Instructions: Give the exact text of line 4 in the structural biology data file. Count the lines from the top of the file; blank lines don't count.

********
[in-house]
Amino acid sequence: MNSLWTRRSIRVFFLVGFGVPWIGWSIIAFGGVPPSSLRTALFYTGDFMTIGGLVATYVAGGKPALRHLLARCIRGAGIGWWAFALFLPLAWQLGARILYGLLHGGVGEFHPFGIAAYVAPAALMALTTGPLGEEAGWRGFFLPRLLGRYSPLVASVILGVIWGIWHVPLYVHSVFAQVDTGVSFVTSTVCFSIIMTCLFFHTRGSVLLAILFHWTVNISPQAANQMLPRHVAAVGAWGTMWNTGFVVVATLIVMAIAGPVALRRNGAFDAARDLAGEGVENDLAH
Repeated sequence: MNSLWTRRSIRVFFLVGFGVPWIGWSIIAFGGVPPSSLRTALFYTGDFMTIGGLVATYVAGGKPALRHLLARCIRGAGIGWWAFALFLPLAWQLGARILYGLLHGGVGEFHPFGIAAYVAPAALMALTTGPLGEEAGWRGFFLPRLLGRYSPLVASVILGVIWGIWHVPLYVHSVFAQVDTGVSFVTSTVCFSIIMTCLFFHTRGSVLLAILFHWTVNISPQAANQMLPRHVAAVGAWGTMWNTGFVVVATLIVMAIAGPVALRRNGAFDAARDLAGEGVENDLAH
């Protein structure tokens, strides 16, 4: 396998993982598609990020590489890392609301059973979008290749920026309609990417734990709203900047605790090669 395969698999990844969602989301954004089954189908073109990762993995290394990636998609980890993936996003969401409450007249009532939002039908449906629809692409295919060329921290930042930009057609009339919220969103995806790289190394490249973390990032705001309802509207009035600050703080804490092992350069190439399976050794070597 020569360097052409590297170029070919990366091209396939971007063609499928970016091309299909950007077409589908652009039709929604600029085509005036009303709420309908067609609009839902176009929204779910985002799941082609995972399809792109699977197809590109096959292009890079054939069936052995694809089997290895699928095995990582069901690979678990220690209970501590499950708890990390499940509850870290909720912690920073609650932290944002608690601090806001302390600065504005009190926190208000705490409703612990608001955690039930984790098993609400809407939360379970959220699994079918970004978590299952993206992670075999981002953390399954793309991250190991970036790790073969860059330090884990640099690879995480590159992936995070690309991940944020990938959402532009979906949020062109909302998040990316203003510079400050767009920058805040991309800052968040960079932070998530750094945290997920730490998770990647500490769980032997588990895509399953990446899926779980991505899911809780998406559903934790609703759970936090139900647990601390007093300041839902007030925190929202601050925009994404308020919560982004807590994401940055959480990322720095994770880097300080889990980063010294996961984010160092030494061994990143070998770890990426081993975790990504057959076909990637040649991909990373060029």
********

């Protein structure tokens, strides 16, 4: 396998993982598609990020590489890392609301059973979008290749920026309609990417734990709203900047605790090669 395969698999990844969602989301954004089954189908073109990762993995290394990636998609980890993936996003969401409450007249009532939002039908449906629809692409295919060329921290930042930009057609009339919220969103995806790289190394490249973390990032705001309802509207009035600050703080804490092992350069190439399976050794070597 020569360097052409590297170029070919990366091209396939971007063609499928970016091309299909950007077409589908652009039709929604600029085509005036009303709420309908067609609009839902176009929204779910985002799941082609995972399809792109699977197809590109096959292009890079054939069936052995694809089997290895699928095995990582069901690979678990220690209970501590499950708890990390499940509850870290909720912690920073609650932290944002608690601090806001302390600065504005009190926190208000705490409703612990608001955690039930984790098993609400809407939360379970959220699994079918970004978590299952993206992670075999981002953390399954793309991250190991970036790790073969860059330090884990640099690879995480590159992936995070690309991940944020990938959402532009979906949020062109909302998040990316203003510079400050767009920058805040991309800052968040960079932070998530750094945290997920730490998770990647500490769980032997588990895509399953990446899926779980991505899911809780998406559903934790609703759970936090139900647990601390007093300041839902007030925190929202601050925009994404308020919560982004807590994401940055959480990322720095994770880097300080889990980063010294996961984010160092030494061994990143070998770890990426081993975790990504057959076909990637040649991909990373060029």